Just to clarify upfront, for the sake of simplicity I’m going to call them biscuits from now on since that’s the term we use in Australia (and UK).
I’ll admit now that I’m not a massive biscuit fan. My husband loves indulging in a chocolate chip creation whenever we go past a bakery but to be honest I’ve always been a bigger fan of cakes and tarts.
Biscuits can be categorised under any manner of criteria including the mixing method (sanding, creaming, sponge, one-stage) or texture (chewy, crunchy, crisp, soft).
According to Michel Suas, there are eight classifications of biscuits which is based on the formation and portioning of the dough:
- Dropped – generally made from thicker dough, these biscuits are portioned out using a scoop or spoon. Examples include chocolate chip and oatmeal raisin.
- Piped – made from softer dough, they are portioned using a piping bag and often decoratively shaped such as spritz cookies and sables a la poche.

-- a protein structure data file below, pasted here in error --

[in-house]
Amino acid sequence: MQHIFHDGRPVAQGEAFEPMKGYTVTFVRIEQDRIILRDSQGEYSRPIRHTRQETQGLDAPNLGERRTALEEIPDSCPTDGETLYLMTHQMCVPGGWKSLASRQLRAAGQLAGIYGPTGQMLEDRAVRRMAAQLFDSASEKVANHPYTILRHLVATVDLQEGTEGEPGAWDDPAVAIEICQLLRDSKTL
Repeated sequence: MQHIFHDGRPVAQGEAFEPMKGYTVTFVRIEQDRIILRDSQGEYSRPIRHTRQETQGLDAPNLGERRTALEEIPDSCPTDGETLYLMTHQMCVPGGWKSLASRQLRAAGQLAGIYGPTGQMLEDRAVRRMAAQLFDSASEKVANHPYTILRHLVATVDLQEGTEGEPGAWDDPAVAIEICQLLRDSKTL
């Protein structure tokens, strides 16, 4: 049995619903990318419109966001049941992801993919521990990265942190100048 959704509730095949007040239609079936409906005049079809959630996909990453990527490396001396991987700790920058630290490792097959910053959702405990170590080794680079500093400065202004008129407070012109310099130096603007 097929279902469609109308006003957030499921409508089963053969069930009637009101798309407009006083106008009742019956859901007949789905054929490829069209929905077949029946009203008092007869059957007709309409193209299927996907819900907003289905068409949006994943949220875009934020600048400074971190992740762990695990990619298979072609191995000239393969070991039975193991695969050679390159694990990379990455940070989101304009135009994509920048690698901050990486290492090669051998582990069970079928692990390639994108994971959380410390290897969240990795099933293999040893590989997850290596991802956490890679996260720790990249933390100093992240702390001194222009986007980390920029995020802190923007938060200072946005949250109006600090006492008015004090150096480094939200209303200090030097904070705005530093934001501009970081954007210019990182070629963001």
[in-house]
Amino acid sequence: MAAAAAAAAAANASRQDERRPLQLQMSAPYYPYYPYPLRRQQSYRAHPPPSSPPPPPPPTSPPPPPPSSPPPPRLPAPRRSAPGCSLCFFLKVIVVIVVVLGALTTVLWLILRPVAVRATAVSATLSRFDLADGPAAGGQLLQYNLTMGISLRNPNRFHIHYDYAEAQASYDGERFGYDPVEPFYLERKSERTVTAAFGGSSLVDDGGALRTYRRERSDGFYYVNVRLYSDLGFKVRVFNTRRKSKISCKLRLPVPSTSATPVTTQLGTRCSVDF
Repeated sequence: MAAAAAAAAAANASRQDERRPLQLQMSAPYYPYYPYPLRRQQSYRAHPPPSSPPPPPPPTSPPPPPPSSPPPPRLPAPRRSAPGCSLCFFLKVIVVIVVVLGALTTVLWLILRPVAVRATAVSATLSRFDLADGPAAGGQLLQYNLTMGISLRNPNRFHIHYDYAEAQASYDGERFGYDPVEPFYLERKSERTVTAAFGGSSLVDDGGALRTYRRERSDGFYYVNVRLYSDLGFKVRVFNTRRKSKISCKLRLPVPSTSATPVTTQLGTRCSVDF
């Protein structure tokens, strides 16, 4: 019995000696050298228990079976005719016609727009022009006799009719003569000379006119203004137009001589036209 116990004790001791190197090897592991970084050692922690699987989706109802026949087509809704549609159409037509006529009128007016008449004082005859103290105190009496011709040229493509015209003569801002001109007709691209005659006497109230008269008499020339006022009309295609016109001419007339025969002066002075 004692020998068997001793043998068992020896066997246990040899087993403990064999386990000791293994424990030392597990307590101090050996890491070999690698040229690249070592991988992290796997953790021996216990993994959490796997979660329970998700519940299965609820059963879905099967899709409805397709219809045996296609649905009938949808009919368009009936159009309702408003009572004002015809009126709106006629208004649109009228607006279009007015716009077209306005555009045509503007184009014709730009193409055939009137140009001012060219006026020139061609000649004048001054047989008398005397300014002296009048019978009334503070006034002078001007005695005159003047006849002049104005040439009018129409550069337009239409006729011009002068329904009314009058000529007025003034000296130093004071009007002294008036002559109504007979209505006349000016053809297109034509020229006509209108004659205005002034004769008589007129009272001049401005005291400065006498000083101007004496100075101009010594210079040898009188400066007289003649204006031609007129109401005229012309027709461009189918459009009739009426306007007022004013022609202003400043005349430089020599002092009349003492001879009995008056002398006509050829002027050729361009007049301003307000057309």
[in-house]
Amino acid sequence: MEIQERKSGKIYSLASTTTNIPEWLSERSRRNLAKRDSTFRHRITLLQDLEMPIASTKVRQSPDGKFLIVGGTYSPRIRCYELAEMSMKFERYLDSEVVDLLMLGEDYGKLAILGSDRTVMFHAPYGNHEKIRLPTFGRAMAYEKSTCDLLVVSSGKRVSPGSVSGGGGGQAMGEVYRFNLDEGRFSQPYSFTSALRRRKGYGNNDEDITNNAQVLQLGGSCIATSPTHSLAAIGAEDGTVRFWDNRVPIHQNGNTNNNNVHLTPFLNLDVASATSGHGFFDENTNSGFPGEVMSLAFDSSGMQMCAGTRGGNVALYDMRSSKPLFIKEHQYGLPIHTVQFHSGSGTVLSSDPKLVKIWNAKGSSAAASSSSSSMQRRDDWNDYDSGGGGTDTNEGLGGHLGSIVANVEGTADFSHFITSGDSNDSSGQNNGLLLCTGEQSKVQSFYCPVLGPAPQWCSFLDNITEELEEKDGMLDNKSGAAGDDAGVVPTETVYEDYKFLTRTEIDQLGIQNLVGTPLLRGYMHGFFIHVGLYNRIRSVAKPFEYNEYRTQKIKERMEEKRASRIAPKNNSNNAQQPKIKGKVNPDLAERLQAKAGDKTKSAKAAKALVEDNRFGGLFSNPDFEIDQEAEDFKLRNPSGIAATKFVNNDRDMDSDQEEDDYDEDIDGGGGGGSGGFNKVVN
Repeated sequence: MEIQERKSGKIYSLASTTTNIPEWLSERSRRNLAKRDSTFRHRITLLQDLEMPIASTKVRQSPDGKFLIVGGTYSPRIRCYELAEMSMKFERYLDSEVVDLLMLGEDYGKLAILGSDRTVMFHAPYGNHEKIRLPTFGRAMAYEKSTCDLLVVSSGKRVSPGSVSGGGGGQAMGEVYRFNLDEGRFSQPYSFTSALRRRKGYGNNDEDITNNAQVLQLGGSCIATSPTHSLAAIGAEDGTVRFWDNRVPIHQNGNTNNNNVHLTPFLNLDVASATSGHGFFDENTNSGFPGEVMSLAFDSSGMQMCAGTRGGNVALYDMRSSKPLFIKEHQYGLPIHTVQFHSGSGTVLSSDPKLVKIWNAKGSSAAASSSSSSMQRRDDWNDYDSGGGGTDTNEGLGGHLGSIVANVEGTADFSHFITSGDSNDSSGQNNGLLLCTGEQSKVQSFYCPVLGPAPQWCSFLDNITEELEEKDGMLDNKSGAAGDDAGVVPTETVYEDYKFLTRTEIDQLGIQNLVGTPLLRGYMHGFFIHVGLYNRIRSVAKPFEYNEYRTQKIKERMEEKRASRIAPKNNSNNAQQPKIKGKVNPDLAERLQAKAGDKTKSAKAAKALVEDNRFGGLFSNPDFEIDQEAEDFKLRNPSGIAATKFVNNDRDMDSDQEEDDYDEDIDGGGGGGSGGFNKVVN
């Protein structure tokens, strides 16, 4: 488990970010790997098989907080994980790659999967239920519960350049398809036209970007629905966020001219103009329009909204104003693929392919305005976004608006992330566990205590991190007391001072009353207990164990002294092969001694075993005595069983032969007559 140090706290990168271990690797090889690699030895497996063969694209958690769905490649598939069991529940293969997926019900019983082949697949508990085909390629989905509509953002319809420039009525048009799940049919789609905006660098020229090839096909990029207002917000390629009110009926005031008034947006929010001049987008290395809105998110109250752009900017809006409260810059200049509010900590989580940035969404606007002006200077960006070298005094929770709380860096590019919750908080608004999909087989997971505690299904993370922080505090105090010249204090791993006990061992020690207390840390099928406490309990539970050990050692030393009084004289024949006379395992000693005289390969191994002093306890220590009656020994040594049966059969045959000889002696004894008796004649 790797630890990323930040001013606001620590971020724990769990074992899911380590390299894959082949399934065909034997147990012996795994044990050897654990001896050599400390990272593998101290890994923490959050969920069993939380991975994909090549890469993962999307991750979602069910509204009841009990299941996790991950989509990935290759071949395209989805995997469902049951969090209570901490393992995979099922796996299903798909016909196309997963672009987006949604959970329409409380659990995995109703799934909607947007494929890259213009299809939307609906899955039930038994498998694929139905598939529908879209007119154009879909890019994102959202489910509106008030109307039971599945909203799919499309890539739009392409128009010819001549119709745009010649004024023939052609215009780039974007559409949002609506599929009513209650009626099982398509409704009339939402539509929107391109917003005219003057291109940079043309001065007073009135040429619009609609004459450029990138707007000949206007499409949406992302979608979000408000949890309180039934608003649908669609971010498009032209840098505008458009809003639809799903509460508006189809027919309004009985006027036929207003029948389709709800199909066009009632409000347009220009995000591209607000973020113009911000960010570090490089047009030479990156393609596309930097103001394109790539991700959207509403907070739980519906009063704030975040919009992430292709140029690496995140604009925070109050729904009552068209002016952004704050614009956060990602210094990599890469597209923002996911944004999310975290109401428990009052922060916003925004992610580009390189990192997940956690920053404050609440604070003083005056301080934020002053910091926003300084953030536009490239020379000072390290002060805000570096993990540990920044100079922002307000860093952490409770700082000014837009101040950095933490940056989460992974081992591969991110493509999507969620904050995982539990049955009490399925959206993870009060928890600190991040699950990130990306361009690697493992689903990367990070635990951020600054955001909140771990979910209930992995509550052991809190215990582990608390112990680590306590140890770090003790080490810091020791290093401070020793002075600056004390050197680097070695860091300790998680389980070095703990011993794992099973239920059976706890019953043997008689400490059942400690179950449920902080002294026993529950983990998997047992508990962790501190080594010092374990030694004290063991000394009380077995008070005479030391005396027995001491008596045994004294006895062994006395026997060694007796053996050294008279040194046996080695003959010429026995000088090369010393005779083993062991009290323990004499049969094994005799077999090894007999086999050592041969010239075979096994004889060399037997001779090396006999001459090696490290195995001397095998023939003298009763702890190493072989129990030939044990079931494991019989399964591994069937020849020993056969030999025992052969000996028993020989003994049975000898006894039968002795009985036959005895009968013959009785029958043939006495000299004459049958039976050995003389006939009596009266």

- Cut-out – a similar dough to dropped biscuits, cut-outs involve stamping out shapes from rolled out dough such as sugar or gingerbread biscuits.
- Sheet – these biscuits are baked on a sheet pan, then portioned out individually afterwards. Think brownies, lemon bars and granola bars.
- Sliced – the dough is baked as a long piece, then sliced afterwards and sometimes dried out in the oven again. The most well-known example is biscotti which literally translates to “twice-baked”.
- Icebox – dough is rolled out into a cylinder or block, then refrigerated, sliced and baked.
- Stencil – typically thin and crispy, these biscuits are often used as a garnish on plated dessert such as tuiles. The batter is spread free-form or onto a template and then baked.
- Moulded – often using the sanding method, the most common type of moulded biscuit is shortbread.
So, over the course of the next couple of months I will be attacking each of these in no particular order as well as the dreaded Parisian macarons.
You never know, by the end of this section of my “curriculum” I could be converted.